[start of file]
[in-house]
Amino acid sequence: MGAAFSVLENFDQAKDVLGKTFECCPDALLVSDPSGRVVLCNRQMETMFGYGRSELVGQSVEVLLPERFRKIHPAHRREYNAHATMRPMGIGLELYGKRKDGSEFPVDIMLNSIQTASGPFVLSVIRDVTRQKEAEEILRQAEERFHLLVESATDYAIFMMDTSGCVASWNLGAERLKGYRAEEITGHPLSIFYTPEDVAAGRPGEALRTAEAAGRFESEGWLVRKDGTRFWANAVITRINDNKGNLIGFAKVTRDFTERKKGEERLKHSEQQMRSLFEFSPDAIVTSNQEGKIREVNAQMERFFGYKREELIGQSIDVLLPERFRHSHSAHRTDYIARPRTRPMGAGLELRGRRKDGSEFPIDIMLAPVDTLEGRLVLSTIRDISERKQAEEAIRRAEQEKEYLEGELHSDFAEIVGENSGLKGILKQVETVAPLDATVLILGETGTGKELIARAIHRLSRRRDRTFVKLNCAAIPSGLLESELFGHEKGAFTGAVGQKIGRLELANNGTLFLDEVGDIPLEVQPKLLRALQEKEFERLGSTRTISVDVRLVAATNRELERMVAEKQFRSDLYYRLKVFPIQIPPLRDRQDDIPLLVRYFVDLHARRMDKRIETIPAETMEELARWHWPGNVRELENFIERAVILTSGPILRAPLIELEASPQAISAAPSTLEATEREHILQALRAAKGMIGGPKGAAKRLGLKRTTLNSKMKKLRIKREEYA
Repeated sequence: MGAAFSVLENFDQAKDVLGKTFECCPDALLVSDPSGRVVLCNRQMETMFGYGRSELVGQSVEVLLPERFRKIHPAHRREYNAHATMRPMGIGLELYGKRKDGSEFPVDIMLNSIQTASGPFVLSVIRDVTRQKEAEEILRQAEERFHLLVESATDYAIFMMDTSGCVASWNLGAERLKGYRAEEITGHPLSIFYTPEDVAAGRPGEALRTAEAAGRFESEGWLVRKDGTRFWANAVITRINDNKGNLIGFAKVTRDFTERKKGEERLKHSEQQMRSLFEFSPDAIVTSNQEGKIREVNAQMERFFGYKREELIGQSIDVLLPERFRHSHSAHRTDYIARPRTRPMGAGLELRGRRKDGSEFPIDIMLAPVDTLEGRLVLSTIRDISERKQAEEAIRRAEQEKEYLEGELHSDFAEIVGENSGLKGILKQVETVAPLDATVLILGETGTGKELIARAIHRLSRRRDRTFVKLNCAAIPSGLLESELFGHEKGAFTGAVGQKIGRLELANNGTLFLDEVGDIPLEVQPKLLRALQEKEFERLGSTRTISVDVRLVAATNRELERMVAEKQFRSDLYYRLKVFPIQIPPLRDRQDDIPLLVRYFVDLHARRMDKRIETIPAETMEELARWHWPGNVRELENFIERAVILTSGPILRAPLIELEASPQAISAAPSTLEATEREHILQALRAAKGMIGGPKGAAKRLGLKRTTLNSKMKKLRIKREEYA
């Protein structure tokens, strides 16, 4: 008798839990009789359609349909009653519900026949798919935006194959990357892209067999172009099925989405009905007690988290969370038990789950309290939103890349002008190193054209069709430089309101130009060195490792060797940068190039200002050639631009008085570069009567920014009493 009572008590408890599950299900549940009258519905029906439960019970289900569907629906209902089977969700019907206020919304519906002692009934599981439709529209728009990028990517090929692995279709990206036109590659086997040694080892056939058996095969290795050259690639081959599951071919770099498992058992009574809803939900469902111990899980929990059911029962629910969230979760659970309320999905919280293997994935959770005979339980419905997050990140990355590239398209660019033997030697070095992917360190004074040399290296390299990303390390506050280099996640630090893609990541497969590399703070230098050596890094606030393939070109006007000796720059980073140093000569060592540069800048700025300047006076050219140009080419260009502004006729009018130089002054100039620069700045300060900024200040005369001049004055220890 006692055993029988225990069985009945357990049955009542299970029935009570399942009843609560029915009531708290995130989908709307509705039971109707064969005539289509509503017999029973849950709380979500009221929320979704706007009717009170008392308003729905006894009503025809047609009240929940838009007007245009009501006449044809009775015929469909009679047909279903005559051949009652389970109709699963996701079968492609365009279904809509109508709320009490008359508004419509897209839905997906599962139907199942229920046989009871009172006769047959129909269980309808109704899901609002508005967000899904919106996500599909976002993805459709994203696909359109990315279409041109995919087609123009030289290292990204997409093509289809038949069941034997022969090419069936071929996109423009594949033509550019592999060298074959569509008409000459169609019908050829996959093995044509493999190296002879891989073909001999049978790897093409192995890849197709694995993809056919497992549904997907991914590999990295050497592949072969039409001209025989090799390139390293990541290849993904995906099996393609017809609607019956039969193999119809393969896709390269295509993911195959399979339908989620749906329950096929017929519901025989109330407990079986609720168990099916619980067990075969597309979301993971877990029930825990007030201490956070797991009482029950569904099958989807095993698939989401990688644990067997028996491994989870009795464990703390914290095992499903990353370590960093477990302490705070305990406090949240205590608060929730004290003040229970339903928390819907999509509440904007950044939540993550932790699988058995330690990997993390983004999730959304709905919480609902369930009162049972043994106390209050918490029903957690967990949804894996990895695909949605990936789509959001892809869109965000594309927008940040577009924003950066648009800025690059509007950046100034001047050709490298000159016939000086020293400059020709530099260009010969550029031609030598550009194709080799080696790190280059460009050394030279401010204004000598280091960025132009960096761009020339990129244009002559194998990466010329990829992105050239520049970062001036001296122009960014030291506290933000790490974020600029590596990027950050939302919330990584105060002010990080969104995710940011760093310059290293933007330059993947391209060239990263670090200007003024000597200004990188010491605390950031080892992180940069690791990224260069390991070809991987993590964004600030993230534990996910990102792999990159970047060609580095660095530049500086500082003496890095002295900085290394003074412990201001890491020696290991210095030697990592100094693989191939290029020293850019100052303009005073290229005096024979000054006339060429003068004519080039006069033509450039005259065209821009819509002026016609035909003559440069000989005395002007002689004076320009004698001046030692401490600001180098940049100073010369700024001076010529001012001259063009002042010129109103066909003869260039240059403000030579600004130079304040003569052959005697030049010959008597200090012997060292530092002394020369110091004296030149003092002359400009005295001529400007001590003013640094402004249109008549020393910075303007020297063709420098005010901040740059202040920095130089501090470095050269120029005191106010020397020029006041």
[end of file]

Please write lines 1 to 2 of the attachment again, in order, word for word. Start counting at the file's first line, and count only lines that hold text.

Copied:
[in-house]
Amino acid sequence: MGAAFSVLENFDQAKDVLGKTFECCPDALLVSDPSGRVVLCNRQMETMFGYGRSELVGQSVEVLLPERFRKIHPAHRREYNAHATMRPMGIGLELYGKRKDGSEFPVDIMLNSIQTASGPFVLSVIRDVTRQKEAEEILRQAEERFHLLVESATDYAIFMMDTSGCVASWNLGAERLKGYRAEEITGHPLSIFYTPEDVAAGRPGEALRTAEAAGRFESEGWLVRKDGTRFWANAVITRINDNKGNLIGFAKVTRDFTERKKGEERLKHSEQQMRSLFEFSPDAIVTSNQEGKIREVNAQMERFFGYKREELIGQSIDVLLPERFRHSHSAHRTDYIARPRTRPMGAGLELRGRRKDGSEFPIDIMLAPVDTLEGRLVLSTIRDISERKQAEEAIRRAEQEKEYLEGELHSDFAEIVGENSGLKGILKQVETVAPLDATVLILGETGTGKELIARAIHRLSRRRDRTFVKLNCAAIPSGLLESELFGHEKGAFTGAVGQKIGRLELANNGTLFLDEVGDIPLEVQPKLLRALQEKEFERLGSTRTISVDVRLVAATNRELERMVAEKQFRSDLYYRLKVFPIQIPPLRDRQDDIPLLVRYFVDLHARRMDKRIETIPAETMEELARWHWPGNVRELENFIERAVILTSGPILRAPLIELEASPQAISAAPSTLEATEREHILQALRAAKGMIGGPKGAAKRLGLKRTTLNSKMKKLRIKREEYA